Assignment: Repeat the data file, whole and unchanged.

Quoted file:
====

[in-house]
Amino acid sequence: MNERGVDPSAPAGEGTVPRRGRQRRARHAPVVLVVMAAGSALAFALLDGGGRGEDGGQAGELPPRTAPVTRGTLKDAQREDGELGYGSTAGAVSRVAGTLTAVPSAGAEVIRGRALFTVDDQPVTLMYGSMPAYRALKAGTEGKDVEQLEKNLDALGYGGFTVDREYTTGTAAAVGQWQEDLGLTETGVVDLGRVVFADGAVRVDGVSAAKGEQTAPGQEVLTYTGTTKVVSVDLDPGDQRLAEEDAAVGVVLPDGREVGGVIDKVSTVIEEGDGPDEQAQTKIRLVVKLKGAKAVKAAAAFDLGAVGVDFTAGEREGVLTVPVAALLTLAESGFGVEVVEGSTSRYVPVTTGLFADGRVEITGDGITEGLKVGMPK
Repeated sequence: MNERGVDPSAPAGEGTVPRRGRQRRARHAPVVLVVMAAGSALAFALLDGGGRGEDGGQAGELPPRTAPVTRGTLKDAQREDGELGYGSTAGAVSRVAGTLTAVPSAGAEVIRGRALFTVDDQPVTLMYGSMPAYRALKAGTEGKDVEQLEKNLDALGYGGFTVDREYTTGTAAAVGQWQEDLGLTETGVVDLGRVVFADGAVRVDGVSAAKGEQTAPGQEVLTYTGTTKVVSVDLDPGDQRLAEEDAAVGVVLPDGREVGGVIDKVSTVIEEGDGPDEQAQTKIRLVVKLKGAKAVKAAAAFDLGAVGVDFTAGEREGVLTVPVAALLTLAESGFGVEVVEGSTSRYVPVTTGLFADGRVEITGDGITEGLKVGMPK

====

[in-house]
Amino acid sequence: MNERGVDPSAPAGEGTVPRRGRQRRARHAPVVLVVMAAGSALAFALLDGGGRGEDGGQAGELPPRTAPVTRGTLKDAQREDGELGYGSTAGAVSRVAGTLTAVPSAGAEVIRGRALFTVDDQPVTLMYGSMPAYRALKAGTEGKDVEQLEKNLDALGYGGFTVDREYTTGTAAAVGQWQEDLGLTETGVVDLGRVVFADGAVRVDGVSAAKGEQTAPGQEVLTYTGTTKVVSVDLDPGDQRLAEEDAAVGVVLPDGREVGGVIDKVSTVIEEGDGPDEQAQTKIRLVVKLKGAKAVKAAAAFDLGAVGVDFTAGEREGVLTVPVAALLTLAESGFGVEVVEGSTSRYVPVTTGLFADGRVEITGDGITEGLKVGMPK
Repeated sequence: MNERGVDPSAPAGEGTVPRRGRQRRARHAPVVLVVMAAGSALAFALLDGGGRGEDGGQAGELPPRTAPVTRGTLKDAQREDGELGYGSTAGAVSRVAGTLTAVPSAGAEVIRGRALFTVDDQPVTLMYGSMPAYRALKAGTEGKDVEQLEKNLDALGYGGFTVDREYTTGTAAAVGQWQEDLGLTETGVVDLGRVVFADGAVRVDGVSAAKGEQTAPGQEVLTYTGTTKVVSVDLDPGDQRLAEEDAAVGVVLPDGREVGGVIDKVSTVIEEGDGPDEQAQTKIRLVVKLKGAKAVKAAAAFDLGAVGVDFTAGEREGVLTVPVAALLTLAESGFGVEVVEGSTSRYVPVTTGLFADGRVEITGDGITEGLKVGMPK